If you piled 1,000 cars on top of each other, you'd get some idea of the heft of all that structural steel that has been bolted and welded together in downtown Medford lately.

If you piled 1,000 cars on top of each other, you'd get some idea of the heft of all that structural steel that has been bolted and welded together in downtown Medford lately.

Work started last summer on two office complexes, one on West Main Street and the other on West Eighth Street, both with gigantic steel structures that have changed the skyline.

The four-story One West Main building at Main and Fir streets has 681 tons of structural steel but is surpassed by the 1,049 tons of steel going into a new Jackson County health building and its accompanying six-story parking garage off Ivy Street.

The two-story health building at Eighth and Ivy streets is 97,000 square feet and will cost $28.5 million, a price that includes the six-story parking structure. The buildings should be completed by September 2014.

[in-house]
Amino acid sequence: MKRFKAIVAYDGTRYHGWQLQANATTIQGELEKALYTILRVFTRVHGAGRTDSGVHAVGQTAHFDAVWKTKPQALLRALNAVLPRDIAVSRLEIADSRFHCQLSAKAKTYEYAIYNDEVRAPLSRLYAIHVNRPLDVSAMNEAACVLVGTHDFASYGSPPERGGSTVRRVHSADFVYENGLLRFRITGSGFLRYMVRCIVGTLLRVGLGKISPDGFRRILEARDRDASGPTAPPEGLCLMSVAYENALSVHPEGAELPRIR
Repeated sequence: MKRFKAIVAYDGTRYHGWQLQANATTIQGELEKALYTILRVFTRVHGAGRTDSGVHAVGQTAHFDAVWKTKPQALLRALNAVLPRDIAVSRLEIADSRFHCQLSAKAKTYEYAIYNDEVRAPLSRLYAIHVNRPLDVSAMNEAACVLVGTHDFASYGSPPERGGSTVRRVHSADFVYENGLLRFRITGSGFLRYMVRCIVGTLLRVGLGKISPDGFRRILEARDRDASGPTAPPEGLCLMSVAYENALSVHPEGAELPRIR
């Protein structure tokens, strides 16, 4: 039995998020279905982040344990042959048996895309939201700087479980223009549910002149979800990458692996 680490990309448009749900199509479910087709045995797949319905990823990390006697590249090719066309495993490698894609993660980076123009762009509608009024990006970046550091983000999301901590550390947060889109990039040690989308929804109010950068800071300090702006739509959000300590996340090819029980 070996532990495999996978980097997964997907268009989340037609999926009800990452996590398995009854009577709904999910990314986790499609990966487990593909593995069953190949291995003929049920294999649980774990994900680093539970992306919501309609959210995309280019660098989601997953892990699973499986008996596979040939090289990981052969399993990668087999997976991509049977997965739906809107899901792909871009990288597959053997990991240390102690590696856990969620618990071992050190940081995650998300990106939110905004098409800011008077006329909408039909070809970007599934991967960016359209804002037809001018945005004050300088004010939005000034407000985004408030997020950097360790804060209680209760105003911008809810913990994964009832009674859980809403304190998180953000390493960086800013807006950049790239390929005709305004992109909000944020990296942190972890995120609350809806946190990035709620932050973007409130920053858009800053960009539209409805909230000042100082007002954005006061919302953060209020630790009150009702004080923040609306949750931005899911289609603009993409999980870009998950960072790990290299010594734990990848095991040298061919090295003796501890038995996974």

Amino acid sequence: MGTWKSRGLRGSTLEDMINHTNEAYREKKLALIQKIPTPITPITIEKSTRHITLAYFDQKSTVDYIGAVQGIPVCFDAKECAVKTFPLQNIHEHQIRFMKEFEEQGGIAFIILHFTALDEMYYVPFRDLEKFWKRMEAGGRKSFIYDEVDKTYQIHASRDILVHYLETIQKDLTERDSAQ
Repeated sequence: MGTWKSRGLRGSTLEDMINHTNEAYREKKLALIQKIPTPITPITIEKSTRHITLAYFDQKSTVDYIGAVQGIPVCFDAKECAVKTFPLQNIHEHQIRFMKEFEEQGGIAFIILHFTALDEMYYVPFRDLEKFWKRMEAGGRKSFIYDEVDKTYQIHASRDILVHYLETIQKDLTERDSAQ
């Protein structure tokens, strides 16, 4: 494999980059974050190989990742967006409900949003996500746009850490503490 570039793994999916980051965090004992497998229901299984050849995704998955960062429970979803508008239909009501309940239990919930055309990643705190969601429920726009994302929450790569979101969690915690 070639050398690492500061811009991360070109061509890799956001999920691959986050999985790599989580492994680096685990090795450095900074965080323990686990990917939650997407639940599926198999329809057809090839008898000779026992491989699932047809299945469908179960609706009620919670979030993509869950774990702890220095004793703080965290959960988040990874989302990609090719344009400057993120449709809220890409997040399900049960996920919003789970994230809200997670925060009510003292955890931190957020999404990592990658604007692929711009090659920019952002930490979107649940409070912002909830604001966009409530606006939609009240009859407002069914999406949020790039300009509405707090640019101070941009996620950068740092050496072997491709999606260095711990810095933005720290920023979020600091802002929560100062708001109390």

The cost of the One West Main building is considerably less — $8.3 million — largely because the building owners are contracting out the interior work separately. One West Main also is being built around an existing parking structure.

Jackson County's health services building is designed to provide a more centralized and streamlined facility for health-care customers.

The parking garage was designed with safety in mind. Strange though it may seem, that's one of the reasons the steel beams have holes in them.

"It's fascinating to watch those steel beams being made," said David Wilkerson, a principal at Ogden Roemer Wilkerson Architecture, which designed the county buildings.

The design of the beams makes them stronger and lighter, and the holes will improve visibility by allowing more light into the parking structure.

"Security was a huge concern for us," Wilkerson said.

When finished, One West Main will house Pacific Retirement Service, Rogue Disposal and Recycling and Procare Software.

Pouring all that concrete — 2,208 tons for One West Main and 5,891 tons for the county project — in sub-freezing weather has been a challenge.

Steve Lawrence of Adroit Construction said propane heaters and special blankets are used to keep the concrete warm enough to set properly. Concrete is poured on each floor of the building.

Reach reporter Damian Mann at 541-776-4476 or dmann@mailtribune.com. Follow on Twitter at @reporterdm.